People created these creatures. Human brains conceived them. Human hands cast them in concrete or metal, then painted them, or human hands cut out the material and sewed them together, adding eyes and ears, tails and paws, and sometimes making them clothes. In the case of Raggedy Ann, human hands added a stitched-on heart.

I regularly talk to them; most of them live upstairs in the Rialto Theatre, and whenever time allows, we watch movies together. They seem to enjoy their new seating arrangement in the family cradle made for my daughter.

My modest proposal to the Lord is that in the Kingdom of Heaven, He breathes life into even the little inanimate creatures much loved by little (and not so little) people of the world so that they too can share in conversations, making them no longer one-sided.

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The19th Anniversary of 9/11/2001

In these contentious political days, when rioters have toppled historical monuments in cities all across America, it is imperative to say a word about history.

In this Sept. 11, 2001 photo made by the New York City Police Department and provided by ABC News, Tuesday Feb. 9, 2010 a World Trade Center tower implodes in New York, after terrorists flew two airliners into the towers. (AP Photo/NYPD, via ABC News, Det. Greg Semendinger ) MANDATORY CREDIT

As individuals, we bring our baggage to the understanding of the world and its history. That includes our memories, education, losses, gains, grief, joy, faith, philosophy, and yes, our knee-jerk reactions. Our age is also a player. Those who lived through wars or catastrophes will view things much differently than those wrapped in cotton wool, who have never suffered a loss.

An overall aerial view, two days later, of the impact point on the Pentagon where the hijacked American Airlines Flight 77, a Boeing 757-200 entered, breaking up in the process. Shortly after 8 AM on September 11, 2001 in an attempt to frighten the American people, five members of Al-Qaida, a group of fundamentalist Islamic Muslims, hijacked Flight 77 from Dulles International Airport just outside Washington DC. About 9:30 AM they flew the aircraft and 64 passengers into the side of the Pentagon. The impact destroyed or damaged four of the five “rings,” in that section, that circle the building. That section of the Pentagon was in the finishing stages of a renovation program to re-enforce and update the building. Fire fighters fought the fire throughout the night. The Pentagon attack followed a similar attack, two hijacked passenger planes flown into the twin towers of the New York World Trade Center, on the same day, in what is being called the worst terrorist attack in history. The huge American flag visible to the right of the damaged area is a garrison flag sent from the US Army Band at nearby Fort Myer, Virginia. It is the largest authorized (20Õ x 38Õ) flag for the military. 3rd Infantry soldiers and fire fighters unfurled the flag over the side. Each night floodlights illuminated it. Search and rescue operations continue looking for survivors and casualties.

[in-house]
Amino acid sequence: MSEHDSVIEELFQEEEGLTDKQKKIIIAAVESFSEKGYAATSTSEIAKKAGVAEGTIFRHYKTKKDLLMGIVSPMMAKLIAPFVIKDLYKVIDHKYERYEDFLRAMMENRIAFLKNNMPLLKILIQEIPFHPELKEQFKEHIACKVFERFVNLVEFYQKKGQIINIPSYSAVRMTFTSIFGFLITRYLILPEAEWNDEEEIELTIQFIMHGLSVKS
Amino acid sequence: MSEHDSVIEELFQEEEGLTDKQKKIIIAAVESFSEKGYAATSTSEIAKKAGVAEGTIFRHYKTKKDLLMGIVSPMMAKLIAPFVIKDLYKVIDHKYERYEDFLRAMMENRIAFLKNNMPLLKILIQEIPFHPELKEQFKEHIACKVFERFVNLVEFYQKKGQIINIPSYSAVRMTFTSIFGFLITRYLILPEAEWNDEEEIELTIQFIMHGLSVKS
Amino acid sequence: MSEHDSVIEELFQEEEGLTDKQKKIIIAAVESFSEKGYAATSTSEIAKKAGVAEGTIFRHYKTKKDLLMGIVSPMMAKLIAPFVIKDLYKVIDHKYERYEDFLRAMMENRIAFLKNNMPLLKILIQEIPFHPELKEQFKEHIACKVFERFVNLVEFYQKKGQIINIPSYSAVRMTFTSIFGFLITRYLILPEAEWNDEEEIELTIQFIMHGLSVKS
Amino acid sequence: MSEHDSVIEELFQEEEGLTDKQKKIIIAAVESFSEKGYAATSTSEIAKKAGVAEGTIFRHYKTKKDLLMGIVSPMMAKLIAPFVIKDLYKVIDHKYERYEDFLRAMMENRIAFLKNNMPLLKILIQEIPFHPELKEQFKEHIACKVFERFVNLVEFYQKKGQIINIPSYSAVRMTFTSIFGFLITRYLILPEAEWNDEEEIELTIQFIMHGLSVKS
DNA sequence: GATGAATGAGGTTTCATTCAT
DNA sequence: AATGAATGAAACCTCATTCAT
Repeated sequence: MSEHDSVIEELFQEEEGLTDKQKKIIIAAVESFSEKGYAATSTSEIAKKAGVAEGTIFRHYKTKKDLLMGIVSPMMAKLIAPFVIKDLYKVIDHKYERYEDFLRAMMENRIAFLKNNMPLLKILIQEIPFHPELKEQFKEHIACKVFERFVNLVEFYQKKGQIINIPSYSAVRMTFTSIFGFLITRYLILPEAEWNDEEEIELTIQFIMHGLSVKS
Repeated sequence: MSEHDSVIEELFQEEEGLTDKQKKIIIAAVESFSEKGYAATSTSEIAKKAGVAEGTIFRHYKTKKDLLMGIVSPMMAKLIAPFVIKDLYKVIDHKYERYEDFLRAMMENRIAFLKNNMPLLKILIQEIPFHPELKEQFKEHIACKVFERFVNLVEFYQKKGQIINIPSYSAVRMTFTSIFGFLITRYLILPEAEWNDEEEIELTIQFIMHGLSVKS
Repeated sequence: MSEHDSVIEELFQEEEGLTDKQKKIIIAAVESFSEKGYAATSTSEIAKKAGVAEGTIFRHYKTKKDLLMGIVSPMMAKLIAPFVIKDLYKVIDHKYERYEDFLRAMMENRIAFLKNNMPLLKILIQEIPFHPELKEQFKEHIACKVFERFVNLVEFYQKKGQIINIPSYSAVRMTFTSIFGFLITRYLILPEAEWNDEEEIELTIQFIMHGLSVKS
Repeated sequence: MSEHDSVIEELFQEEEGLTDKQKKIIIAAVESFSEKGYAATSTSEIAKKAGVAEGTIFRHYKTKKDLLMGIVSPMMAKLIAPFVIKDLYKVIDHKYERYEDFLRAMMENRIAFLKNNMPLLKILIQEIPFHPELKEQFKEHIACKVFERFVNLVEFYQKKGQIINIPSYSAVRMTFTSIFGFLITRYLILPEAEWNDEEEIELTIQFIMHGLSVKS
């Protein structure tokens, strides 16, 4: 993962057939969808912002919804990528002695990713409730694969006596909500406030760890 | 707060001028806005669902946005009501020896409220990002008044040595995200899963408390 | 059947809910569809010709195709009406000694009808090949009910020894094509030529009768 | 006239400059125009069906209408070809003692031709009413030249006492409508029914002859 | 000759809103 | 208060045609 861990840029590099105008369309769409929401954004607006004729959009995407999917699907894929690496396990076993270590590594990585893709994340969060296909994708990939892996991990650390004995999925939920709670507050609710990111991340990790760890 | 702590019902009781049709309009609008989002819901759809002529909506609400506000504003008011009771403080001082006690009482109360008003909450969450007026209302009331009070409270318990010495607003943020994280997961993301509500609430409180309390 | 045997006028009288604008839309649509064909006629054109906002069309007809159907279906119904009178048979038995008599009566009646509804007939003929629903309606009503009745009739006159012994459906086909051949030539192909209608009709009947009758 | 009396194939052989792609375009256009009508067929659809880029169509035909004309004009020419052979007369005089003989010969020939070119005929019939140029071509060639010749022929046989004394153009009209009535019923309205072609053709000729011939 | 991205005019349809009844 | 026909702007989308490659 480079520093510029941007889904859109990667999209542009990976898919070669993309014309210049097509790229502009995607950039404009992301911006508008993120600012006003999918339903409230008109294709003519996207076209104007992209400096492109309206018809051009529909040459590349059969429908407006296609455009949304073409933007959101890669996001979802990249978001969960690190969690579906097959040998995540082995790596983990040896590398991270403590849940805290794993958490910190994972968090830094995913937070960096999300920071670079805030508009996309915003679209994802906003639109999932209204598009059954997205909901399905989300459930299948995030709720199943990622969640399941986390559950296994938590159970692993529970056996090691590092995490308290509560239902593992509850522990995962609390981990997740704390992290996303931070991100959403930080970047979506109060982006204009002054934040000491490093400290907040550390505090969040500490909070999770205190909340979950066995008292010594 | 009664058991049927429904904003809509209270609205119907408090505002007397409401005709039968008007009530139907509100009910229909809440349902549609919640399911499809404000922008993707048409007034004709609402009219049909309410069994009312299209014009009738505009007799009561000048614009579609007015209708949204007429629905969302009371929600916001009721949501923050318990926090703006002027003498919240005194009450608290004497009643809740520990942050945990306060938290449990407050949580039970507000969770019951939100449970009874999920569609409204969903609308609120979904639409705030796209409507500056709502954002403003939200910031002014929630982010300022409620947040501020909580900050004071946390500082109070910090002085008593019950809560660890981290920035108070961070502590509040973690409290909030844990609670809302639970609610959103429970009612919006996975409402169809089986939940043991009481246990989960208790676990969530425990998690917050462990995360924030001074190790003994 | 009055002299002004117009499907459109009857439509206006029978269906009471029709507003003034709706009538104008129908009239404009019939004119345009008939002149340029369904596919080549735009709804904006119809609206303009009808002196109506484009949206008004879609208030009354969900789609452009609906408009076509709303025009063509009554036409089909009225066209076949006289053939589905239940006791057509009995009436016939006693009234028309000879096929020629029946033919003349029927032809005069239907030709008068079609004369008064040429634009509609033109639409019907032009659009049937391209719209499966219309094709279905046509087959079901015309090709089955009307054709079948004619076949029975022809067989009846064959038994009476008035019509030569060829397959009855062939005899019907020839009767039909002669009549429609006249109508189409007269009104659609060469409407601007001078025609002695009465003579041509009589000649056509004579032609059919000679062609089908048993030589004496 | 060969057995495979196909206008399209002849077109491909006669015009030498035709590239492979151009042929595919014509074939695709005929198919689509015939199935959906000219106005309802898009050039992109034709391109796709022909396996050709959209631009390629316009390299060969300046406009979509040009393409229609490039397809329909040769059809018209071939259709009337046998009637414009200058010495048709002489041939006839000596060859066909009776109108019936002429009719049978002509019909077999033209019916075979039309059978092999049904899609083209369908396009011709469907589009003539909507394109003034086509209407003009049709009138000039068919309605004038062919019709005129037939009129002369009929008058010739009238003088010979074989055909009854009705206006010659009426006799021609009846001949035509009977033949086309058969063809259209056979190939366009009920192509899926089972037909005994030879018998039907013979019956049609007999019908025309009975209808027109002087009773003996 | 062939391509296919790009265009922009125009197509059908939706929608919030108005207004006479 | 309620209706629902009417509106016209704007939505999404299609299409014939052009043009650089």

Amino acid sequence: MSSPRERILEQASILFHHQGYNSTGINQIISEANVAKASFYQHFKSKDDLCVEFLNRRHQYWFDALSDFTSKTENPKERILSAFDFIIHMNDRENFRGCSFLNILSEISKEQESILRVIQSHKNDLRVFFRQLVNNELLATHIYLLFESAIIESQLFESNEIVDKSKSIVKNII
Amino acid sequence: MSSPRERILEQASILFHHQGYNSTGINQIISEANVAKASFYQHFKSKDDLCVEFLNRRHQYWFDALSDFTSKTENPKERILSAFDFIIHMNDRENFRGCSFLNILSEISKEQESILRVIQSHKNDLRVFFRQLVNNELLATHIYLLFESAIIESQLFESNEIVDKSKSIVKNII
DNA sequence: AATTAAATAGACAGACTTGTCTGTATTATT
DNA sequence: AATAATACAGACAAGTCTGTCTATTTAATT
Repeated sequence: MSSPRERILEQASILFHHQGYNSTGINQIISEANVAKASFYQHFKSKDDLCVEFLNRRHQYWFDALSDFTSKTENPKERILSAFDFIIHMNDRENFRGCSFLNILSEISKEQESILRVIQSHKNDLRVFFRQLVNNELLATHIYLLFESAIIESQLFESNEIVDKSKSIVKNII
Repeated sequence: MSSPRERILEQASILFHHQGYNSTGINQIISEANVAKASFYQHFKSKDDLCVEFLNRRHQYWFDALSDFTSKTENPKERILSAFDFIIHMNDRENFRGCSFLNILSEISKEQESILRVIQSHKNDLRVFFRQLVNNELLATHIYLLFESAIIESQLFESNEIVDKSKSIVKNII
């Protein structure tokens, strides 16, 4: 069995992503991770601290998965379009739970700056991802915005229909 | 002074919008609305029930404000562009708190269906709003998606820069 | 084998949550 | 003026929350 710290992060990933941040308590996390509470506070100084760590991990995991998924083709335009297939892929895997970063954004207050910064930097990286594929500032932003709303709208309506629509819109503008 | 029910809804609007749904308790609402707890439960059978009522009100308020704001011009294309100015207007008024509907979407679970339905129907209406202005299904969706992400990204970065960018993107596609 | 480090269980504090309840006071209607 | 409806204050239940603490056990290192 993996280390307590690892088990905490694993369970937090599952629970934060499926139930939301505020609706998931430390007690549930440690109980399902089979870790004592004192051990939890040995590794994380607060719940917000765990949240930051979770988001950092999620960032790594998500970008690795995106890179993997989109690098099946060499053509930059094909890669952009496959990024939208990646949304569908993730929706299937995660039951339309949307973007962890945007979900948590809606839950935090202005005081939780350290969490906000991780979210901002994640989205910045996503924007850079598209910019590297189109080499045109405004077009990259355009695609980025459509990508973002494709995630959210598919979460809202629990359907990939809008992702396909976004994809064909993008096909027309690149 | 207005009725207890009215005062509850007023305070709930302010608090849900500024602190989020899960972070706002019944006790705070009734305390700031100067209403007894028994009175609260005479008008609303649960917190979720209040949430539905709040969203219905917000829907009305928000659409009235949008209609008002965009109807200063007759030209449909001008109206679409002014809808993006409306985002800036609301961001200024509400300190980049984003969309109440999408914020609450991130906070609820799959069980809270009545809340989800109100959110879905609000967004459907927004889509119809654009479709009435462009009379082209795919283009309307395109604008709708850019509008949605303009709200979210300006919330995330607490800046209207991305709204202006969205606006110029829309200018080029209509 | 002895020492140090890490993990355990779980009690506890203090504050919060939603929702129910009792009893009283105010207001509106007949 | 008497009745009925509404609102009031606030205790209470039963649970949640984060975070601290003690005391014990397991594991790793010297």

Those who have lost loved ones to wars or catastrophes will also view things differently than those who have never personally experienced loss. I was at work on 9/11 when one of my colleagues came into my office and told me that America was under attack. I went down the hall and watched as the news unfolded. Later, I started hearing the stories of how the events of that day impacted friends and family.

  • A friend’s father escorted out of the tower before his rescuer went back into the building.
  • A friend who had to walk across one of the bridges to Manhattan to get home
  • A nephew in New York who tried to donate blood but couldn’t because they were so overwhelmed with donors